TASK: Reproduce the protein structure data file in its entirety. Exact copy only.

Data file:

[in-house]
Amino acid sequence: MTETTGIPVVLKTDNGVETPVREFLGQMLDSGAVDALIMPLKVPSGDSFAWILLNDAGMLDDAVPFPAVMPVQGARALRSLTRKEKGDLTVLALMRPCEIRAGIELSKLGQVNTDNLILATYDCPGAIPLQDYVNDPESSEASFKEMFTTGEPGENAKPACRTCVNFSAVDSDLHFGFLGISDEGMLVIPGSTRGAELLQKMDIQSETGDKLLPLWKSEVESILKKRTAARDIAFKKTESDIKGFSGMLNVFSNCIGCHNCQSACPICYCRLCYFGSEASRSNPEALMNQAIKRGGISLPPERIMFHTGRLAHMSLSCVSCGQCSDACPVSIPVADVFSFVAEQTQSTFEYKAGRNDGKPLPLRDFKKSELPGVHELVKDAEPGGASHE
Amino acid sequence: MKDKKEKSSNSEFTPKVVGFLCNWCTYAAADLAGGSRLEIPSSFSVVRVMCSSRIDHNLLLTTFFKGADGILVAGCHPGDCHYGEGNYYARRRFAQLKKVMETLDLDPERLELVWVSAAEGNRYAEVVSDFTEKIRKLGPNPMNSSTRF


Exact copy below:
[in-house]
Amino acid sequence: MTETTGIPVVLKTDNGVETPVREFLGQMLDSGAVDALIMPLKVPSGDSFAWILLNDAGMLDDAVPFPAVMPVQGARALRSLTRKEKGDLTVLALMRPCEIRAGIELSKLGQVNTDNLILATYDCPGAIPLQDYVNDPESSEASFKEMFTTGEPGENAKPACRTCVNFSAVDSDLHFGFLGISDEGMLVIPGSTRGAELLQKMDIQSETGDKLLPLWKSEVESILKKRTAARDIAFKKTESDIKGFSGMLNVFSNCIGCHNCQSACPICYCRLCYFGSEASRSNPEALMNQAIKRGGISLPPERIMFHTGRLAHMSLSCVSCGQCSDACPVSIPVADVFSFVAEQTQSTFEYKAGRNDGKPLPLRDFKKSELPGVHELVKDAEPGGASHE
Amino acid sequence: MKDKKEKSSNSEFTPKVVGFLCNWCTYAAADLAGGSRLEIPSSFSVVRVMCSSRIDHNLLLTTFFKGADGILVAGCHPGDCHYGEGNYYARRRFAQLKKVMETLDLDPERLELVWVSAAEGNRYAEVVSDFTEKIRKLGPNPMNSSTRF